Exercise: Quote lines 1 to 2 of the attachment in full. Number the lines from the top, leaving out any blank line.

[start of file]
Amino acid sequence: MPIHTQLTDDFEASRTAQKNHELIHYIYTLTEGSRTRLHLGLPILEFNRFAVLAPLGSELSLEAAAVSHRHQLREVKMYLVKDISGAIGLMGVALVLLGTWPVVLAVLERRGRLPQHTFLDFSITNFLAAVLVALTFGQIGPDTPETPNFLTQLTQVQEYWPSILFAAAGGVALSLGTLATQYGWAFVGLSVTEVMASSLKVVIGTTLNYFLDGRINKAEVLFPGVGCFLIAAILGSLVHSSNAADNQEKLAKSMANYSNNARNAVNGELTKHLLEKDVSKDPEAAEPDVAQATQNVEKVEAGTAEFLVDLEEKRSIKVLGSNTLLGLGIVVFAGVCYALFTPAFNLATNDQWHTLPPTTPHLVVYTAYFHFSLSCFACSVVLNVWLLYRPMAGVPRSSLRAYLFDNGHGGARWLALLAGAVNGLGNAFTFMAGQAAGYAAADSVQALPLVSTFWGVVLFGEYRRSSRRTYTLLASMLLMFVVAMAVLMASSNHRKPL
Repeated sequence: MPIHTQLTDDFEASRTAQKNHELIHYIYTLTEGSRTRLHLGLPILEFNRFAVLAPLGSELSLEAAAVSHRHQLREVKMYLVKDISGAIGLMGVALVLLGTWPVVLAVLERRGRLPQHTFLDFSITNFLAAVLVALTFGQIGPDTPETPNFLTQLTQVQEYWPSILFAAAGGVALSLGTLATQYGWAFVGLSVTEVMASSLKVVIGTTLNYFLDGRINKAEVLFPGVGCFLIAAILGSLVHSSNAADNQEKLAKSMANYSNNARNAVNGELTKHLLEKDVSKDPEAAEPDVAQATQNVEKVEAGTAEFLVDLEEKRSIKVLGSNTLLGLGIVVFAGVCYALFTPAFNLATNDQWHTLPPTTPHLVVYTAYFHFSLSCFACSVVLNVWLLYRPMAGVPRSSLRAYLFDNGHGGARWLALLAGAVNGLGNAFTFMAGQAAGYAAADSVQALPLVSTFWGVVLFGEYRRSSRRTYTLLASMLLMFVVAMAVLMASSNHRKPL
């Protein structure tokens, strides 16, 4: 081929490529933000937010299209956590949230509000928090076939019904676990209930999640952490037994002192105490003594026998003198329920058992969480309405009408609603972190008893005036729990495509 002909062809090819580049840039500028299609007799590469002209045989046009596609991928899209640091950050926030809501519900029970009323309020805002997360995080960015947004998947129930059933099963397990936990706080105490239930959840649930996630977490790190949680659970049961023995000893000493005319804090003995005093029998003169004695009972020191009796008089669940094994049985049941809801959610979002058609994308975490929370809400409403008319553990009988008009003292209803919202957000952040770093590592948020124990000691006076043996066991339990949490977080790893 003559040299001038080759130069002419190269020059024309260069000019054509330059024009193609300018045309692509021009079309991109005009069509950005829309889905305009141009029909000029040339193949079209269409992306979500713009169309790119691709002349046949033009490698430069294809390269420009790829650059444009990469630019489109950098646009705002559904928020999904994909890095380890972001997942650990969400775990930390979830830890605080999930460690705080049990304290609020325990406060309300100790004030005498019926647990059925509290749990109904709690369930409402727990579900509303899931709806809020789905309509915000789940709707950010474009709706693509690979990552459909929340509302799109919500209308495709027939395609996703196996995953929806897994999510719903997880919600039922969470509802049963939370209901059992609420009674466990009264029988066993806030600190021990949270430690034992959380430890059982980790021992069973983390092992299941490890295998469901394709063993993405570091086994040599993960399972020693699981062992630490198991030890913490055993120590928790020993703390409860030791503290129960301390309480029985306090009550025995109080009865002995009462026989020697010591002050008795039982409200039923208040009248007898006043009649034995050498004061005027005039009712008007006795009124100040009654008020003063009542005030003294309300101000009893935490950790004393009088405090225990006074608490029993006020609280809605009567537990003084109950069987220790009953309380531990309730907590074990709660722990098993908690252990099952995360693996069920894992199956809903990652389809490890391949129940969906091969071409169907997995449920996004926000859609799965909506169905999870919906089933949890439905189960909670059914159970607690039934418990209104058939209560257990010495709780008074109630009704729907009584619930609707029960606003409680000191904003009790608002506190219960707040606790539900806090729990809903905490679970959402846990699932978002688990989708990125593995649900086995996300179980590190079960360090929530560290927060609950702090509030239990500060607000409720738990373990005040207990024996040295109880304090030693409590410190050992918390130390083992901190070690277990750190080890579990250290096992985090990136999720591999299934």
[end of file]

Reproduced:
Amino acid sequence: MPIHTQLTDDFEASRTAQKNHELIHYIYTLTEGSRTRLHLGLPILEFNRFAVLAPLGSELSLEAAAVSHRHQLREVKMYLVKDISGAIGLMGVALVLLGTWPVVLAVLERRGRLPQHTFLDFSITNFLAAVLVALTFGQIGPDTPETPNFLTQLTQVQEYWPSILFAAAGGVALSLGTLATQYGWAFVGLSVTEVMASSLKVVIGTTLNYFLDGRINKAEVLFPGVGCFLIAAILGSLVHSSNAADNQEKLAKSMANYSNNARNAVNGELTKHLLEKDVSKDPEAAEPDVAQATQNVEKVEAGTAEFLVDLEEKRSIKVLGSNTLLGLGIVVFAGVCYALFTPAFNLATNDQWHTLPPTTPHLVVYTAYFHFSLSCFACSVVLNVWLLYRPMAGVPRSSLRAYLFDNGHGGARWLALLAGAVNGLGNAFTFMAGQAAGYAAADSVQALPLVSTFWGVVLFGEYRRSSRRTYTLLASMLLMFVVAMAVLMASSNHRKPL
Repeated sequence: MPIHTQLTDDFEASRTAQKNHELIHYIYTLTEGSRTRLHLGLPILEFNRFAVLAPLGSELSLEAAAVSHRHQLREVKMYLVKDISGAIGLMGVALVLLGTWPVVLAVLERRGRLPQHTFLDFSITNFLAAVLVALTFGQIGPDTPETPNFLTQLTQVQEYWPSILFAAAGGVALSLGTLATQYGWAFVGLSVTEVMASSLKVVIGTTLNYFLDGRINKAEVLFPGVGCFLIAAILGSLVHSSNAADNQEKLAKSMANYSNNARNAVNGELTKHLLEKDVSKDPEAAEPDVAQATQNVEKVEAGTAEFLVDLEEKRSIKVLGSNTLLGLGIVVFAGVCYALFTPAFNLATNDQWHTLPPTTPHLVVYTAYFHFSLSCFACSVVLNVWLLYRPMAGVPRSSLRAYLFDNGHGGARWLALLAGAVNGLGNAFTFMAGQAAGYAAADSVQALPLVSTFWGVVLFGEYRRSSRRTYTLLASMLLMFVVAMAVLMASSNHRKPL